Cover image for Dig a tunnel
Dig a tunnel
Hunter, Ryan Ann.
Personal Author:
First edition.
Publication Information:
New York : Holiday House, 1999.
Physical Description:
22 pages ; 22 cm
Simply describes a variety of tunnels, how they are built and how they are used.
Reading Level:
610 Lexile.
Program Information:
Accelerated Reader AR LG 2.8 0.5 29443.

Reading Counts RC K-2 3.3 1 Quiz: 26509 Guided reading level: K.
Format :


Call Number
Material Type
Home Location
Item Holds
TA807 .H86 1999 Juvenile Non-Fiction Open Shelf
TA807 .H86 1999 Juvenile Non-Fiction Open Shelf

On Order



There are all kinds of tunnels under ground and under water.

Reviews 3

Booklist Review

Ages 4-7. This very basic introduction to digging starts with the tunnels of moles and ants--from which humans may have gotten the idea for tunnels of their own. The book then offers several simple historical facts, mentions different types of tunnels, cites three notable contemporary tunnels, and describes a few construction tools and techniques. The text is brief yet clear and includes just enough to send aspiring engineers to more informative books, such as Gail Gibbons' Tunnels (1984). The bold stylized illustrations executed in pure colors are striking but static. Small human figures do appear in a few pictures, but text lines such as "People and all kinds of things people need travel through tunnels in cars and trucks and buses and trains," are illustrated by vehicles with no people in them. This will be welcome where the Gibbons title has been popular, but may be an additional choice for other libraries. (Reviewed March 15, 1999)0823413918Linda Perkins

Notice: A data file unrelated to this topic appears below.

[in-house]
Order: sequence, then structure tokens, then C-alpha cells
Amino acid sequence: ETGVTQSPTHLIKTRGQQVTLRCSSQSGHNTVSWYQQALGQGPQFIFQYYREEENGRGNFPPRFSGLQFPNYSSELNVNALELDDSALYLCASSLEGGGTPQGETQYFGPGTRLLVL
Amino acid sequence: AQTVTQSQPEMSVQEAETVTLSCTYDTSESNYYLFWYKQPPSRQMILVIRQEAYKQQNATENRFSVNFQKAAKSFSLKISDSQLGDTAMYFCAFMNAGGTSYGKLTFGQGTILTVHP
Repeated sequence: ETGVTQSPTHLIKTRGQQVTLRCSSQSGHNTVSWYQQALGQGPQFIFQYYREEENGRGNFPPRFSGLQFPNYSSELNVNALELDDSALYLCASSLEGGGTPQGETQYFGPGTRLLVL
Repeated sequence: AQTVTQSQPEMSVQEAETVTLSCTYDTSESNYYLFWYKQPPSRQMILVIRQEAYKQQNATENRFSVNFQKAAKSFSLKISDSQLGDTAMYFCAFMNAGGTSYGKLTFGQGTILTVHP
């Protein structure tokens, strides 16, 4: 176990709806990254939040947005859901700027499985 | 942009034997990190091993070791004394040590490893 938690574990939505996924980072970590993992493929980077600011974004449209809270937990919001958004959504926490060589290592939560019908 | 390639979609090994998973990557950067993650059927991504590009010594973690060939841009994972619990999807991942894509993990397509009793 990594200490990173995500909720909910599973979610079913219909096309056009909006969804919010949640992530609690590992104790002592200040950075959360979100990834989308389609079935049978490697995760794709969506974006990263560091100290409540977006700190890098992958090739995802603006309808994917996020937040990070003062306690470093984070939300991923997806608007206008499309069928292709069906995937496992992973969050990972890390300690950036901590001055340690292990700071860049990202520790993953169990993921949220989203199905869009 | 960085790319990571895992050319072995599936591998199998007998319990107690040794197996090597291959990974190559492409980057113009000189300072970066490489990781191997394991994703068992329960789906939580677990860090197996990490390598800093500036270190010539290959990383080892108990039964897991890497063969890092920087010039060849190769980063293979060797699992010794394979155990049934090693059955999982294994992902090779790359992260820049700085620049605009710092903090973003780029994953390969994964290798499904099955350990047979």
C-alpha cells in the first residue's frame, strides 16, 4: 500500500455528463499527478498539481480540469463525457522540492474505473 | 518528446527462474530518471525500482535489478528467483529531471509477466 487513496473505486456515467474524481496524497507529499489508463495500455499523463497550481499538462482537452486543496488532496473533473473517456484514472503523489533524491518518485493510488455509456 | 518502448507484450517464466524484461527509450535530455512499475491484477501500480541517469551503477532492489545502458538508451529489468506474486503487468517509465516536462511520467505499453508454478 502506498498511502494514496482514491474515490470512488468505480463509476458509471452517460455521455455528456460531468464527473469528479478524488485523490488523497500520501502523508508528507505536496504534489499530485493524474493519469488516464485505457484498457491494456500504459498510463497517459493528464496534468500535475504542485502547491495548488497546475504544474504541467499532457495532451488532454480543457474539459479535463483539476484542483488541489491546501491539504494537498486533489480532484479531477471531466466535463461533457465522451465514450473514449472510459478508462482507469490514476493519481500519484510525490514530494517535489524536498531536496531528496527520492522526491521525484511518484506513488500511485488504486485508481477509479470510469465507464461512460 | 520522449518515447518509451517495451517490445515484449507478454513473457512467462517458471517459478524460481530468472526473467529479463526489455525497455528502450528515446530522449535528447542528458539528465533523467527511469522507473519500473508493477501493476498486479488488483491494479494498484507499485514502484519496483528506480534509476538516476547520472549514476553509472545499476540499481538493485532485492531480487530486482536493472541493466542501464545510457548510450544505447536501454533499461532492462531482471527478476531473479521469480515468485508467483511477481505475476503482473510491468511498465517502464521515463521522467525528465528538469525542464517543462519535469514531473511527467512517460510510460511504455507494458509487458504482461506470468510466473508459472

Publisher's Weekly Review

"When people saw how animals tunneled through the ground, they must have thought, What a great idea!" writes Hunter (the pen name for Pamela Greenwood and Elizabeth Macalaster) in the third of Hunter and Miller's engineering-themed books (Into the Sky). What follows is a briskly described and brightly stylized panoply of man-made tunnels. Most of the tunnels have to do with public transportation ("The Chunnel takes you under the English Channel in 19 minutes"), although illicit uses are not overlooked: "Prisoners dug tunnels to escape. Bank robbers dug tunnels, too." Like the text, Miller's illustrations, rendered with a strong graphic sensibility, possess a witty crispness. He keeps details to a minimum, yet the precision of every line and the rich saturation of colors give each full-bleed, double-page spread the visual wallop of a poster‘the Mont Blanc Car Tunnel, for example, becomes tiny black openings at either end of a boulder-like range of purple mountains. Hard-core junior construction buffs may grouse that there's not enough tunnel-building action, but for children just discovering the appeal of engineering, this snappy, appropriately horizontal volume should be right on target. Ages 3-6. (Mar.) (c) Copyright PWxyz, LLC. All rights reserved

School Library Journal Review

K-Gr 2-Children are fascinated by tunnels, and this well-written book on the subject provides much-needed information. Hunter begins with familiar animals that dig tunnels, then proceeds with simple examples of early tunnels that humans constructed: tunnels for water, for secretly entering an enemy's castle under a wall, and for mining. The author introduces existing tunnels that go under rivers and bays, and through mountains, and she also describes a future tunnel that will float across deep waterways. Miller's graphic designs complement the prose. Each structure is well illustrated with a double-page spread, providing simple details that visually explain and expand on the concepts introduced in the text. This is a well-designed book, filled with useful information expressed in a lively style.-Lee Bock, Glenbrook Elementary School, Pulaski, WI (c) Copyright 2010. Library Journals LLC, a wholly owned subsidiary of Media Source, Inc. No redistribution permitted.